Arranging and analyzing large amounts of genome data
In the last few decades, genome data has been amassing enormously, empowered, for example, by various population scale sequencing projects and genome-wide association studies. The amassment of data has several consequences. First, one needs to develop data structures that support effortless handling of the data. Second, one needs to provide methodology that supports appropriate arrangement and analysis of the data. Third, one needs to watch closely when amounts of data reach tipping points in terms of paradigm shifts. For example, in certain areas of application amounts of data may have reached saturation to be applicable in modern artificial intelligence approaches. Another prominent example is computational pangenomics, which is concerned with data structures that enable us to store thousands of genomes using graphs, instead of (thousands of) sequences, which reduces storage requirements by several orders of magnitude.
Previous and Current Research
Our group has traditionally been concerned with the analysis of pangenome graphs that support comfortable handling of genomes raised in population scale studies. Further, our group has been investing in the exploration of advanced deep learning techniques that support the analysis of genome data sets that have reached their tipping points in terms of sheer abundance and availability.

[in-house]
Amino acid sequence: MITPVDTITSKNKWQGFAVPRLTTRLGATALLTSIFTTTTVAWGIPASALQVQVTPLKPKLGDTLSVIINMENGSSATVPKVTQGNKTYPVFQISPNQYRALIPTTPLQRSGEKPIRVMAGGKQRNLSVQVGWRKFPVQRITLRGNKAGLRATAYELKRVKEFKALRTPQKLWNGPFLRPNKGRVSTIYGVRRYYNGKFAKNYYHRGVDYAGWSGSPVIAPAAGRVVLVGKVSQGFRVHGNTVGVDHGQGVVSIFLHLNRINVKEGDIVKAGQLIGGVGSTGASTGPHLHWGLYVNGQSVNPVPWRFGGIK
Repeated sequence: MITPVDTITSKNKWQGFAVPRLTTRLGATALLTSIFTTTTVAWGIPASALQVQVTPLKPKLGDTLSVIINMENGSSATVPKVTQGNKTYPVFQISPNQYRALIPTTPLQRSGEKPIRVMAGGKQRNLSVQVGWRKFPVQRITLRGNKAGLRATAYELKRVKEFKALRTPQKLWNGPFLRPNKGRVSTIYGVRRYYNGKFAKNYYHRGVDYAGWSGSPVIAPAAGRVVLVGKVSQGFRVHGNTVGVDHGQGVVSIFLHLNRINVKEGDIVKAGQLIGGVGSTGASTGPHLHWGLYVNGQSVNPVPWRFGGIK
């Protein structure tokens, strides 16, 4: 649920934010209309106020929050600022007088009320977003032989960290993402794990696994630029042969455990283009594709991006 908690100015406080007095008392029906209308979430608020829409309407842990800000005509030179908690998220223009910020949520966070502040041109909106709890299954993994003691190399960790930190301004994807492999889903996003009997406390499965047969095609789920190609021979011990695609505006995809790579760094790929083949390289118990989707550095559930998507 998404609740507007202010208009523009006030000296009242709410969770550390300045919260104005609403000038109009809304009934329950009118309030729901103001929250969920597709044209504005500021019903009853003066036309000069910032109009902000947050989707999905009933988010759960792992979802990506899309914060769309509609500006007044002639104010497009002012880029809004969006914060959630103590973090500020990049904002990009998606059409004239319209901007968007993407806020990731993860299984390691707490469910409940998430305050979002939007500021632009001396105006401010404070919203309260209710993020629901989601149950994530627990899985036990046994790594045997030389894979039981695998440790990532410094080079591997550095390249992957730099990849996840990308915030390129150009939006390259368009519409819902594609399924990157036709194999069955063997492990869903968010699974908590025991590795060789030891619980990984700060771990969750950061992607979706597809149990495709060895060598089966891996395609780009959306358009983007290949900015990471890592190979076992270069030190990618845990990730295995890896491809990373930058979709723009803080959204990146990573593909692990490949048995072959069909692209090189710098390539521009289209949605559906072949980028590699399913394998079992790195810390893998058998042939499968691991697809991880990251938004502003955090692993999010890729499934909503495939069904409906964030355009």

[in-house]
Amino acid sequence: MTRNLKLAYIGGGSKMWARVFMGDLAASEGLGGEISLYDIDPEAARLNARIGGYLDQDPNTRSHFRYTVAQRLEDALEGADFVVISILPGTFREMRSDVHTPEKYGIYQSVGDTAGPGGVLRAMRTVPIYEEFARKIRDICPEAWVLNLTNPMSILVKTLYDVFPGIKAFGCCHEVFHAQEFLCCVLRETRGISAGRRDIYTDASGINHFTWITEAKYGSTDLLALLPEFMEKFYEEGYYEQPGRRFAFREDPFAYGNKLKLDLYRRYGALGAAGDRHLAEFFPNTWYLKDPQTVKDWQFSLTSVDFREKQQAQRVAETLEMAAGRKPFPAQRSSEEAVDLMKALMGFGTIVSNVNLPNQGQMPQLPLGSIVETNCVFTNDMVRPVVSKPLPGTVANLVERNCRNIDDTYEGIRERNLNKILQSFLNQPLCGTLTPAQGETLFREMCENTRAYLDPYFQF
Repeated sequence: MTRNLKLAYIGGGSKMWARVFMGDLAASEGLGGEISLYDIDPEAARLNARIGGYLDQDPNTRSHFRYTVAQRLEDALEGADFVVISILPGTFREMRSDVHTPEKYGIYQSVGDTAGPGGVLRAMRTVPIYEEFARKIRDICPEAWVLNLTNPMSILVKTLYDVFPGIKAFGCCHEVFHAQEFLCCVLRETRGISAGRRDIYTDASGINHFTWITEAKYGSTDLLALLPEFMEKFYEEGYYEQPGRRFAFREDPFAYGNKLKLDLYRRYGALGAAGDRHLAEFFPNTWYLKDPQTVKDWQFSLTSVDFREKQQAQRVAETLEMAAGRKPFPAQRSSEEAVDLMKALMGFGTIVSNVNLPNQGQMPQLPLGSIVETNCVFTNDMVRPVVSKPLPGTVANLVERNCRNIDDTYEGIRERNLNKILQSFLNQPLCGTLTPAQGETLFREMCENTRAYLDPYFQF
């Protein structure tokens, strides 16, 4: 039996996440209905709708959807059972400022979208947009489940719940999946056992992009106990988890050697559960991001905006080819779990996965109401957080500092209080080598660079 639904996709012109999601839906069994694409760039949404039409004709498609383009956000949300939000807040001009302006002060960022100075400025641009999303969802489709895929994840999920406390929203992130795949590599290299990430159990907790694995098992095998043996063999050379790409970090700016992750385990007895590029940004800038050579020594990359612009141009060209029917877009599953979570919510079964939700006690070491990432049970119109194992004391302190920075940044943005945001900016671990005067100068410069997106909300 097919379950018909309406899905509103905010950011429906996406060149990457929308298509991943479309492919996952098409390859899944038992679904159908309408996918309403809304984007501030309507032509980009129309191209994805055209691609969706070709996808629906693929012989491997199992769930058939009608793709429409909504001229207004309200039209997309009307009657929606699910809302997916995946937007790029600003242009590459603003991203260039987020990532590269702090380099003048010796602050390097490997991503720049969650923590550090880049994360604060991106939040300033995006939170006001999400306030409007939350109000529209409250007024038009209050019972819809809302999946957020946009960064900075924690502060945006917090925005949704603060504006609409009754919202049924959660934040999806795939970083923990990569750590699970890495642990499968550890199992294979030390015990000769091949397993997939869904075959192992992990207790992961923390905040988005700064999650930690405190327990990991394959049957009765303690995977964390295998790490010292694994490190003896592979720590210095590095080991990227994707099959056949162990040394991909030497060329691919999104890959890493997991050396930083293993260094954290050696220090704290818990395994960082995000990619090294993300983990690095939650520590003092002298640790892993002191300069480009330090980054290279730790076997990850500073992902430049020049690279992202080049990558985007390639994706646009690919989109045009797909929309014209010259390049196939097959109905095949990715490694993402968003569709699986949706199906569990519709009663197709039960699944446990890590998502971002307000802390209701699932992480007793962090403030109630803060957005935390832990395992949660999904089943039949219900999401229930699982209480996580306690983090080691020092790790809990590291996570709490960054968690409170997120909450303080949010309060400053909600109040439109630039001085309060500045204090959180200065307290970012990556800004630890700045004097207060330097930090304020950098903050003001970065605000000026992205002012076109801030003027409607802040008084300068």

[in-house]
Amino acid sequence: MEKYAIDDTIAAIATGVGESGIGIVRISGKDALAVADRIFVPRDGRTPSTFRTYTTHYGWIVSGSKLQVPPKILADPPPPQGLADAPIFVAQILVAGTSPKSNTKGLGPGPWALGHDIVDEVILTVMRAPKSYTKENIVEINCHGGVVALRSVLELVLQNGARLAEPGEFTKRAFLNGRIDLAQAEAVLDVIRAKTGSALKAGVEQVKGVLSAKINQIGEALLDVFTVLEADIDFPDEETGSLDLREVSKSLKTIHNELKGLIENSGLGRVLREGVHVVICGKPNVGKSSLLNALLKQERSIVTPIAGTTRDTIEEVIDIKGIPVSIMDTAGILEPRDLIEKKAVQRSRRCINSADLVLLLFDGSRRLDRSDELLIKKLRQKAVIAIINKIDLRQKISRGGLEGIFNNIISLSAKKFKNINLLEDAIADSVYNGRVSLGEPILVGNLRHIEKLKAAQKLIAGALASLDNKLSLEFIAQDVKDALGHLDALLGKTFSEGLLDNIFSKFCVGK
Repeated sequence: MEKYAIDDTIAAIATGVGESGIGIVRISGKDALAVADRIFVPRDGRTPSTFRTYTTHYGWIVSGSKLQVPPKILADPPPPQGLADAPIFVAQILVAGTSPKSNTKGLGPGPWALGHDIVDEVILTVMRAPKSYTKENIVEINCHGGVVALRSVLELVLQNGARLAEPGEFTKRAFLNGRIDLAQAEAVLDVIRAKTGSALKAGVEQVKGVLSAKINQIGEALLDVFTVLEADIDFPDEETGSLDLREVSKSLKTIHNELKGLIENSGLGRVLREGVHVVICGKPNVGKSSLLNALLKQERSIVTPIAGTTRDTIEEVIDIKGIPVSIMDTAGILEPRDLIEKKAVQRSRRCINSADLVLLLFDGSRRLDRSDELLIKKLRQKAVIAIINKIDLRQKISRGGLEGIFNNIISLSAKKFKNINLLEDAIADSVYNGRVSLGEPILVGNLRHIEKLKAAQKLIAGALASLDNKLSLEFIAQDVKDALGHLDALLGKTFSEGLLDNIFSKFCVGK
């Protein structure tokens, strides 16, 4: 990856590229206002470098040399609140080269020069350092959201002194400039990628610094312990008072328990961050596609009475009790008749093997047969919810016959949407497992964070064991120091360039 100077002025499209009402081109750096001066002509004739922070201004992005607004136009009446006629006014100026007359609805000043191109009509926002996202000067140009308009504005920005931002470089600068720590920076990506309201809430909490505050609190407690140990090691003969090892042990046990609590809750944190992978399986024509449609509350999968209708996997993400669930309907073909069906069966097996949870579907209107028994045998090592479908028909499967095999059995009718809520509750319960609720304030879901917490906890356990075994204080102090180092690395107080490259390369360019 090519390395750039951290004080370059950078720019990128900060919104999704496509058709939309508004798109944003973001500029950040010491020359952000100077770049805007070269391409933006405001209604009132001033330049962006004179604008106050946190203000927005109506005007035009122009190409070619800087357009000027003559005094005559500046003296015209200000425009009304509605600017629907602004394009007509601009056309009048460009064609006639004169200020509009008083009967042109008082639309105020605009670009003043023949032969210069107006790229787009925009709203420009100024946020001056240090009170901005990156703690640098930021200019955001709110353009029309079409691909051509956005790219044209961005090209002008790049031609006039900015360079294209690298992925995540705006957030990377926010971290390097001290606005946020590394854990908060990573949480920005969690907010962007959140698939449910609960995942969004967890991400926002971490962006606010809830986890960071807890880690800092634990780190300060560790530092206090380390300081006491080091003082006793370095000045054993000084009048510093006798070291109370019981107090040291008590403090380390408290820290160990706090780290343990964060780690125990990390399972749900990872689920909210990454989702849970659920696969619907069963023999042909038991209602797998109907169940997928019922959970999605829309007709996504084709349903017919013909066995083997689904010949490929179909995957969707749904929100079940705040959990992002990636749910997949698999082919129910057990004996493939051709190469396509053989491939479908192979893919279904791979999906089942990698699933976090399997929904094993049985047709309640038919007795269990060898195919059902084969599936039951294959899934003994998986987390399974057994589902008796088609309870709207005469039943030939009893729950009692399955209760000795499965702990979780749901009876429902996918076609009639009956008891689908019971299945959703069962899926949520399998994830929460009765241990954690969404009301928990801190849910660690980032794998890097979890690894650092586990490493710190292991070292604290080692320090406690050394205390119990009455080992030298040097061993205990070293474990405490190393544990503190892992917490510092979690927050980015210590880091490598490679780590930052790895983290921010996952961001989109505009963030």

From a more detailed perspective, we have recently been involved in developing assembly and computational pangenomics techniques that enable us to analyze polyploid organisms and mixed samples, as arising in the analysis of pathogens. Secondly, we have invested in the use of artifical intelligence to disentangle the hereditary foundations of genetically involved diseases, such as, for example, amyotrophic lateral sclerosis.
Future Projects and Aims
We are currently investigating how to develop "genome embeddings", which are data formats that first compress genome data, second, provide means to evaluate the complexity of genomes and the "richness" of populations, and third, to support the seamless integration of genome data into advanced artificial intelligence approaches. We are further investigating how to exploit accumulating multi-omics datasets in advanced recommendation system frameworks. Last but not least, we keep developing programs that support the assembly of genomes from mixed samples, such as viral quasispecies or metagenome datasets.